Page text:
As climbing is my main hobby also, I can relate. sprints are great for fat loss without added mass in the legs, and to a degree, unless you are climbing above V12, 5.14a, weight doesn’t play a big of a factor as some think. I weighed 144 in mid 2012, and 154 now, similar bodyfat levels, and I am climbing stronger now (12d/13a) than then (12b/c). It is how you train.

Also, to your comment about not wanting to work your back before a day of climbing, I have never failed a climb because of a tired back or biceps, it is always forearm failure. ALWAYS!

Diet will be the easiest way to get rid of the extra fat, and small changes can make a big difference.

#10

Lookin beastly Serge!

#11

[quote]usmccds423 wrote:
Lookin beastly Serge![/quote]

Thanks! I’ve been mixing MAG-10 and Superfood, it must be working!

(Kidding, you are probably the only one in history to ever try that)

#12

[quote]Serge A. Storms wrote:

[quote]usmccds423 wrote:
Lookin beastly Serge![/quote]

Thanks! I’ve been mixing MAG-10 and Superfood, it must be working!

(Kidding, you are probably the only one in history to ever try that)[/quote]

Lol, that shit was just awful…

#13

Rowing intervals

Loaded carries/farmers walk

Both are great, both stress the muscles relating to climbing (I think).

#14

I would think something that’ll build strength/endurance in the dedired areas like tabata battle ropes, towel chinup ladders and countdowns, heavy farmers walks, things like that.

#15

[quote]lorenzino wrote:
Hello everyone,
long time lurker, finally came out of the closet looking for info.
My name is Lorenzo, I am Italian, I am 42 years old and I’m a rock climber.

I have trained for the last 21 years for climbing with very little knowledge, but have recently applied many techniques I read about here to my training for climbing, with really good results: contrast training for pull ups, front levers, front lever pulls, isometrics, snatch pulls for full body power, etc.

As you can imagine, bodyweight is very important in climbing: I am 172 cm tall and 65 kg, so ridiculously small for T-Nat’s standards, but a little heavy for a climber. It’s not uncommon to find adult climbers below 60 kg.
I don’t want to lose weight because I like to be muscular, but I’d like to shed some fat. Some very stubborn fat on my belly.

Of course I should watch what I eat, but being Italian it’s not that easy, match it with stressful jobs and unpredictable schedules, and you have lots of pizzas, sandwiches, restaurants, wine and the likes.

After reading one of the latest articles, I am very intrigued by the idea of fitting some heavy finishers into my training. The problem is: I don’t want to put on mass!
I tried some very short Sprints, like 10/15 meters, 6 reps with good rests in between. Fantastic. But then I broke my medial meniscus climbing, so that’s out for the moment.

What else would you suggest, that I could do at home?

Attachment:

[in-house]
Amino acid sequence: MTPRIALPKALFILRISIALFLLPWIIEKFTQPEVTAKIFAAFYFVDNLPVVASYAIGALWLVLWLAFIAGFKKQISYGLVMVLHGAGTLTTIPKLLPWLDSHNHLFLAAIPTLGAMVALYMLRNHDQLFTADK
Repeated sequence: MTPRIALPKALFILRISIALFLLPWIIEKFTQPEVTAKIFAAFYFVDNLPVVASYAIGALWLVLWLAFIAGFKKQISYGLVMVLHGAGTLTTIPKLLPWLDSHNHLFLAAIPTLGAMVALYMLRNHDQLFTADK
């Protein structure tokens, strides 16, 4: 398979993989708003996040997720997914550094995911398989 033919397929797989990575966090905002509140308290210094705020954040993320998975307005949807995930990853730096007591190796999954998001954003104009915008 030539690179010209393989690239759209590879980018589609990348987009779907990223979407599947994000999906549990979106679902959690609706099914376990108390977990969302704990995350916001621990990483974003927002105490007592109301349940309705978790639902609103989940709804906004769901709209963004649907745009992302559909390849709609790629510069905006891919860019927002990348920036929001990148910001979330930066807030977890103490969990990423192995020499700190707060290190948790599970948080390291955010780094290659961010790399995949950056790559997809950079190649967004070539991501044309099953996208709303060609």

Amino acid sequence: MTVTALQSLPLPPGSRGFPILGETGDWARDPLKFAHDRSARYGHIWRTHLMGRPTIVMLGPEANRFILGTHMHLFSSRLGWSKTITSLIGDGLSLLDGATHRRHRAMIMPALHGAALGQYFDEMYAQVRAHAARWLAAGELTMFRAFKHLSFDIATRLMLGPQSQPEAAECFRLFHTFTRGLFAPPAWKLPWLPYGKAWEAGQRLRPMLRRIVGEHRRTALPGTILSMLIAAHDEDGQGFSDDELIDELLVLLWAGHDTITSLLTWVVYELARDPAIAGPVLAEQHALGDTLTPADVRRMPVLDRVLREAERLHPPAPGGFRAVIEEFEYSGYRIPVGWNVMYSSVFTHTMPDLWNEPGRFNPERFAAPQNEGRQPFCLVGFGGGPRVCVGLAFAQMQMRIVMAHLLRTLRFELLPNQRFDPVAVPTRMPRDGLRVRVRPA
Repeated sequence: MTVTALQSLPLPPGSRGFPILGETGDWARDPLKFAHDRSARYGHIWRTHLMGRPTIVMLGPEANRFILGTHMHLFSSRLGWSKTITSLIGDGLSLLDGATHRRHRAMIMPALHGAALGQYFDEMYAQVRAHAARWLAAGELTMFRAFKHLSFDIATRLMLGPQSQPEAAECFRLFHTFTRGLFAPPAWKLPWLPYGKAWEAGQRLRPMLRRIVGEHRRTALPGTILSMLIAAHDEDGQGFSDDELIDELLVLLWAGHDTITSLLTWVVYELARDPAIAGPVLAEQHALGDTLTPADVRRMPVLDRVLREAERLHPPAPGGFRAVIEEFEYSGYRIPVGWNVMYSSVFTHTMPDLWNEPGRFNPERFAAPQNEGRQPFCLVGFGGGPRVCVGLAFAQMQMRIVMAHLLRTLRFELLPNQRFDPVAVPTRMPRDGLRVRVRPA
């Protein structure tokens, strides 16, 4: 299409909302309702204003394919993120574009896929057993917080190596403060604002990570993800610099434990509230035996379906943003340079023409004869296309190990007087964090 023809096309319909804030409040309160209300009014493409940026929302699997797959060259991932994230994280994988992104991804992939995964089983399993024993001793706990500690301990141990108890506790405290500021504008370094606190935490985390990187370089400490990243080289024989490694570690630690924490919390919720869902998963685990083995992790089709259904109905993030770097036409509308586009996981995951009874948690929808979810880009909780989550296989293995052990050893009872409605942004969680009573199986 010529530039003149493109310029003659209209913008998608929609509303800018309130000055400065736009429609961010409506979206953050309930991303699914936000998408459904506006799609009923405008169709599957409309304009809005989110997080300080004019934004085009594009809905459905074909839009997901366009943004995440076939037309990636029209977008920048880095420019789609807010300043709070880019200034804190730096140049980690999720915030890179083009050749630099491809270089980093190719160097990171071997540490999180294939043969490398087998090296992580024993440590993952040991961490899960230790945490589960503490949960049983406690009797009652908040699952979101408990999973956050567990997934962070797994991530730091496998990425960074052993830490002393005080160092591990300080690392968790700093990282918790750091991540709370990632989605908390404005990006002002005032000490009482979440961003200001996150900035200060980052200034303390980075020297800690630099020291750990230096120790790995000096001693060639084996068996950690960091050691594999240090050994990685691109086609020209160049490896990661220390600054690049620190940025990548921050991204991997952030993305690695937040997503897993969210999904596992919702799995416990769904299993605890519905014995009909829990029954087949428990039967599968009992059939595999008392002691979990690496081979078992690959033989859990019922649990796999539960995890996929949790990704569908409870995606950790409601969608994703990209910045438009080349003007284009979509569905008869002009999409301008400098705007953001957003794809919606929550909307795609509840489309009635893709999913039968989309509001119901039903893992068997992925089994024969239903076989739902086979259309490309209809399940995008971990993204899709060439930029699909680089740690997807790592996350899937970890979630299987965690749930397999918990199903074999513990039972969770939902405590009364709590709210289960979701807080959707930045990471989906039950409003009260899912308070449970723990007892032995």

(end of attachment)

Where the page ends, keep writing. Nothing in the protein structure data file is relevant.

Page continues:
I was thinking about matching some Spider Walks with the Pull ups routine of the Finishers’ article.
Which reps/times/rests combinations would you suggest?
The pull ups will affect my back muscles for the next climbing session, though.
Very open to other ideas!

Thanks a lot, ciao.
Lore. [/quote]

You say you’ve been climbing for 21 years. So it’s a safe bet this is your passion.

What grade do you climb now and what is your short term goal and long term goal? Feel free to provide information in the French system and I’ll convert to YDS.

Have you had your body fat tested? If so, what was the method and number?

What training methods do you currently employ for climbing? Do you train indoors as well as on real rock?

#16

Cheers for all the replies!
I obviously know that I have to watch my diet, and to some degree I always do it; I mentioned it because I wanted to make clear that it will be very difficult to shed some fat just with diet, for the reasons that I explained. That’s why I was asking about the finishers.

When I had a less busy schedule, I was a bit leaner because I could always eat at home and cook my food.
But of course, watching my diet is a must do anyway, even though I want to be very careful, because years ago I got super obsessed and basically developed an eating disorder that gave me hell. So I want to take it a bit easy as well.

I want to make it clear that I probably don’t need to lose much weight, my main purpose is to look better when I watch myself: the mirror never lies!
Using many training tips that I found here, I managed to progress in my climbing, and that’s my main goal, but also I would not mind being a bit more cut. I want to do this also because I’m 42 and I notice that my body responds differently to training, and I want to keep fit also in the future!

I don’t do much sport climbing, I mainly just boulder, so in general forearms fatigue is not an issue, but pure power sometimes is: that’s why I was concerned about the pull ups finisher being too heavy for my training session. I would love to be able to do some farmer’s walks!!! Must find a good gym though. You can’t imagine how behind we are in Italy, with modern training. I bet there aren’t more than five gyms in Italy with a push sled!
Anyway…

As per last post:
I train basically bouldering on my home wall, doing some fingerboarding and some campusing.
Very little climbing on rock due to lack of time and lack of projects in the surrounding areas (most of which I have developed).

Current level is a bit difficult to assess due to lack of “real” climbing on rock, especially new areas, but in my home areas I can boulder V11/12 and redpoint 5.12d.
Current medium term goals are: climbing an established, confirmed V13 and redpointing a 5.14b route that I’m working.

I test my body fat using calipers. I don’t know the % because the charts I’ve found on the Net gave me very different results that went from 7 to 14%… But I do know that over the winter two folds (belly and iliac) gained 1 mm.